Introduction: When to Stop Using High Chair?
High chairs make the journey of toddlers and their parents tremendous. These chairs provide babies with a sense of independence and autonomy while they are eating food. They also provide babies with the autonomous power to explore different kinds of foods and drinks. While these chairs play the most prominent role during childhood, there comes a time when your baby has to leave the chair and learn to eat with other family members at the dining table.
The important factor to consider here is that every child has different developmental milestones, which is why it is difficult to determine the exact age of shifting your baby from a high chair to a regular chair. Despite that, we have tried to guide first-time parents. In this article, we aim to share guidelines related to the transition of a child from a high chair to a regular chair. It has also addressed when to stop using a high chair.
Without wasting time, let’s jump into the subject!
When to Stop Using a High Chair?
There is no particular age to stop using high chairs. It varies from child to child and their developmental milestones. Although some babies can sit straight with minimal support at around 1 year of age, they don’t know how to balance themselves on kitchen chairs or regular chairs. If the baby is not healthy enough, he may find it difficult to sit on a dining chair at 3 years of age. On average, a child between 12 months and 2 years of age is ready to leave his high chair and sit independently on a child-sized chair. A 2-year-old cannot be made to sit on a chair that is specifically designed for adults or teenagers.
The simplest way to check if the child is ready for a child-sized chair or not is to observe if he can sit without hopping down or tipping over. If your child doesn’t fall with minimal support, he is ready for a booster seat or a child-sized chair.
Observing the behavior of your child when he is in his high chair can also help you understand whether he wants to be in a high chair or not. For instance, if they look cramped or uncomfortable in a high chair, it is time for you to take them out of the chair. Another popular sign is to check out their eating habits. It is observed that babies who eat solid foods are more likely to sit comfortably on a booster seat than babies who are still on liquids or semi-solid foods.
The third most prominent sign is that a child who is ready for a booster chair doesn’t sit comfortably on a high chair. He is always trying to climb out of the chair and making facial gestures that show discomfort, irritation, or frustration. You don’t need to be an expert to observe these signs. By investing some time, you can surmise what your child needs at that stage.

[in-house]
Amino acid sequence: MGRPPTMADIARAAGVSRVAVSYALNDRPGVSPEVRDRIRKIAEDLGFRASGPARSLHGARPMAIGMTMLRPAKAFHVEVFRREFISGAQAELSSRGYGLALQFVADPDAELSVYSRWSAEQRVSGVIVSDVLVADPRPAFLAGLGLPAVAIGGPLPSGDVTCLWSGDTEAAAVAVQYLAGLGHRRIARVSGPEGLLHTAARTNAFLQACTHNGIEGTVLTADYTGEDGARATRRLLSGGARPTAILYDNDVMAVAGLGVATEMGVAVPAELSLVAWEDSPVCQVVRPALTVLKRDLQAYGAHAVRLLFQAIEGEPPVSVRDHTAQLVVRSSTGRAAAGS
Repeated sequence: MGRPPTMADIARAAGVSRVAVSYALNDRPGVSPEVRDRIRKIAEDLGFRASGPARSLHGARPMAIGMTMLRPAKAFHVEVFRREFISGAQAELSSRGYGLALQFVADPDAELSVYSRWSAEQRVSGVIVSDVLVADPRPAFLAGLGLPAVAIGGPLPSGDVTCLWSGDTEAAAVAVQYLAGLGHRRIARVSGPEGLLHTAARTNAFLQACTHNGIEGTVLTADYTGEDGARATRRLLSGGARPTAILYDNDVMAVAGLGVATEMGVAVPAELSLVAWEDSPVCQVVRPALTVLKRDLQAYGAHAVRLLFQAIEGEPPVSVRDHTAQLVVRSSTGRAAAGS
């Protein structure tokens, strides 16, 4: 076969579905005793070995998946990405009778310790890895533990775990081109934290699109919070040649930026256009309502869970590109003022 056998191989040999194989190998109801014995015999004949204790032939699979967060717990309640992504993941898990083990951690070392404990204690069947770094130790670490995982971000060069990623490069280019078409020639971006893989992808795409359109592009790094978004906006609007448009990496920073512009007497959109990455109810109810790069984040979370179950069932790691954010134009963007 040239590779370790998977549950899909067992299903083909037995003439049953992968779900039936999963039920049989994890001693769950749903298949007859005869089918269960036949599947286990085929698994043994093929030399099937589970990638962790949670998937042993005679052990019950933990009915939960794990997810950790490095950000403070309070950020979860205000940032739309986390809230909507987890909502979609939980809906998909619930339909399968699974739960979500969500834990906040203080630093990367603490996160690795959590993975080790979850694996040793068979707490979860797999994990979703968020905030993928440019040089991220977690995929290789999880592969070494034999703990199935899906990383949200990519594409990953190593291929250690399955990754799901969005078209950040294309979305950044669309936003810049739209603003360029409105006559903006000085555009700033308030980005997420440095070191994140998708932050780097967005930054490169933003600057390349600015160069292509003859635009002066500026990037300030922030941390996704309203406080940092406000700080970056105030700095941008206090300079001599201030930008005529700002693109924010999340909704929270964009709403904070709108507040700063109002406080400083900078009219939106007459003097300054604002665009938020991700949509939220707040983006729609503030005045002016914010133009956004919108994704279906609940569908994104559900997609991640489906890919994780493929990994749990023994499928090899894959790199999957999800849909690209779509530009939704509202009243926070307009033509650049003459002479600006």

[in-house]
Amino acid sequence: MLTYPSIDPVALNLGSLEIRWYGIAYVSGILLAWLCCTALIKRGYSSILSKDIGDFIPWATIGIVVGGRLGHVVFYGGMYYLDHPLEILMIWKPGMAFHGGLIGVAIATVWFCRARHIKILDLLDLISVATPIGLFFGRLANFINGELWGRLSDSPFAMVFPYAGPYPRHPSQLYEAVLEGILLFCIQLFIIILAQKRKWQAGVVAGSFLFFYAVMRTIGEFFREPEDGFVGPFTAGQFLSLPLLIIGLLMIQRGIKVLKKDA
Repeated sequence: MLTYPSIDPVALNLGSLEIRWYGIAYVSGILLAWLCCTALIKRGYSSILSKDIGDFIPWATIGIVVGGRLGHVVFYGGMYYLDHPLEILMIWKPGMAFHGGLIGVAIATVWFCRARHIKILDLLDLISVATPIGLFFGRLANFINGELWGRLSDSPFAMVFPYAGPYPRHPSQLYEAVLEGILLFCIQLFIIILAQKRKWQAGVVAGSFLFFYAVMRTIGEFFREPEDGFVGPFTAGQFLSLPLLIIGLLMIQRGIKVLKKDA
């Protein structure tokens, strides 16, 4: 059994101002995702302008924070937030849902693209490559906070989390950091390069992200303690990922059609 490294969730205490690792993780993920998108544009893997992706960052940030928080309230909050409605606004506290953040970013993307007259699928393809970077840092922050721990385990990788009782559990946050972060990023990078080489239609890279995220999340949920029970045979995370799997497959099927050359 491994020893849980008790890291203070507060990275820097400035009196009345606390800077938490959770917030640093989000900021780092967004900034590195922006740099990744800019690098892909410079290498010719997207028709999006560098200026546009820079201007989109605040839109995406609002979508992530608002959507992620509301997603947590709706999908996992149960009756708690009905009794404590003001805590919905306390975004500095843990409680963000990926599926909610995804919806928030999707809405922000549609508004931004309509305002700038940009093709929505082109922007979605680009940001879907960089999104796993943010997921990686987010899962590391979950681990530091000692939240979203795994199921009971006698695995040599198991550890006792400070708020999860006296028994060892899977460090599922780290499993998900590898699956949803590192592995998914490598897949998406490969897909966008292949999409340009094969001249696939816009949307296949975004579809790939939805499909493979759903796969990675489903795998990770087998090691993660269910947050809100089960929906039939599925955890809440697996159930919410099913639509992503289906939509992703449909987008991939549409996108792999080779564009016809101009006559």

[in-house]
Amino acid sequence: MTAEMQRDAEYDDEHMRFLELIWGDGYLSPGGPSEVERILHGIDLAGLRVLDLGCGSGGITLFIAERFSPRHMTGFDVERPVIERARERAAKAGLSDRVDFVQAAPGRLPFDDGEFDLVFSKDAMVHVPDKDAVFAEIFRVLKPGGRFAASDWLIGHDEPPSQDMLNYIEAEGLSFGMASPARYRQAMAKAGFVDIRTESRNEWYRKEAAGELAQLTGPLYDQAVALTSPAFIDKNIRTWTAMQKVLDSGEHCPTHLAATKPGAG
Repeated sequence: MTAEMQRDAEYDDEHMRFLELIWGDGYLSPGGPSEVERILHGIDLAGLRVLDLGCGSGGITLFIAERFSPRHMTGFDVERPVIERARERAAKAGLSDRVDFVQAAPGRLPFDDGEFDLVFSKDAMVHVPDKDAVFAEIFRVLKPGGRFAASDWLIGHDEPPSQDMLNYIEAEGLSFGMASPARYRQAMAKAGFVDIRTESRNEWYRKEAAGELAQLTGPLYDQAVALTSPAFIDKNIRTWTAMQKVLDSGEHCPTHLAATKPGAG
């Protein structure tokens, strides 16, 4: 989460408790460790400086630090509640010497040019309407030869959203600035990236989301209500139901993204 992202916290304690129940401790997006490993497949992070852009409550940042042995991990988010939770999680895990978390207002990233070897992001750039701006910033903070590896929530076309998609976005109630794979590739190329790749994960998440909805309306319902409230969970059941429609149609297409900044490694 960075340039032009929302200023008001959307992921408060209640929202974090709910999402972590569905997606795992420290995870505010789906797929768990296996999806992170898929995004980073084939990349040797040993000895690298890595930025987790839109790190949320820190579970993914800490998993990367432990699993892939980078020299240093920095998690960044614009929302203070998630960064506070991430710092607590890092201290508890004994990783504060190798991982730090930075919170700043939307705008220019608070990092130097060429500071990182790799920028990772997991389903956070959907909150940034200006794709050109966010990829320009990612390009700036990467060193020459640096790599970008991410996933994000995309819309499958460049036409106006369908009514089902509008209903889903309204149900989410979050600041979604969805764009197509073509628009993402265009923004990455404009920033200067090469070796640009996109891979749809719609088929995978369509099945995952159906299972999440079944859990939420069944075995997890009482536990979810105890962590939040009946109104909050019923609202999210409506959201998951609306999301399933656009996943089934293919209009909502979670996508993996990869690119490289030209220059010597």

Why Do Children Feel Uncomfortable on High Chair After a Certain Age?
Every child on this planet reaches a stage when he no longer wants to be in a high chair. The reason is quite clear. Toddlers are at the learning stage. At that point, they want to explore the surroundings, learn new things, and acquire skills. Every moving and static object around them captivates them and forces them to try out things that people around them are doing. For instance, when a 3-year-old baby sees someone standing or walking around him, he will try to jump out of the chair and mimic that person.
At this age, they don’t want to feel physical restrictions. This is why they make an effort to move away from high chairs. Since they cannot tell you in words what they feel, babies try to inform you through their behavior. For instance, by constantly refusing food or throwing food, they tend to tell you that they are frustrated because of the confinement.
With that said, keep one thing in mind: the behavior of every child is different. If your child doesn’t refuse food or exhibit no signs of discomfort or frustration, you don’t need to take him out of a high chair just because he has reached a certain age. As parents, the safety and comfort of a child have to be your priority. Let him enjoy the high chair as long as he wants to.
Why Babies Love High Chairs During Their Childhood?
During the early years of life, every child shares an amicable relationship with a high chair. This is because chairs provide them with enough space to enjoy and explore the food without any assistance. It gives them a sense of independence and achievement. High chairs have other benefits, too. For instance, the majority of chairs come with a bunch of safety features like a point harness, adjustable straps, and locks. These features assure the safety of your child by minimizing the risks of falls or slips.
These chairs provide babies with a chance to explore different food items. Most parents serve them in baby-friendly utensils so that they can have fun while eating. Most chairs also have adjustable height settings that allow parents to change the height of a seat according to the baby’s comfort and safety.
Also, high chairs are sturdy and durable. They don’t occupy much space in the dining area. One of the most important benefits of a high chair is that it also allows your child to communicate, observe, and interact with family members. It improves his communication skills and boosts his self-esteem and confidence. When a child is in a high chair, he learns how to feed himself. This way, his motor skills are polished.
These are only some of the benefits of high chairs for parents and children. Time doesn’t permit us to discuss all the benefits in detail. So, pardon us for that.
High chairs play one of the most prominent roles in shaping the personality of your child and allow him to explore the food and immediate surroundings within the first few months or years on this planet. Despite that, there comes a time when you have to take your child out of high chairs. Want to know when to stop using a high chair, then this is a must-read for you. After reading, let us know if you could learn anything new or not!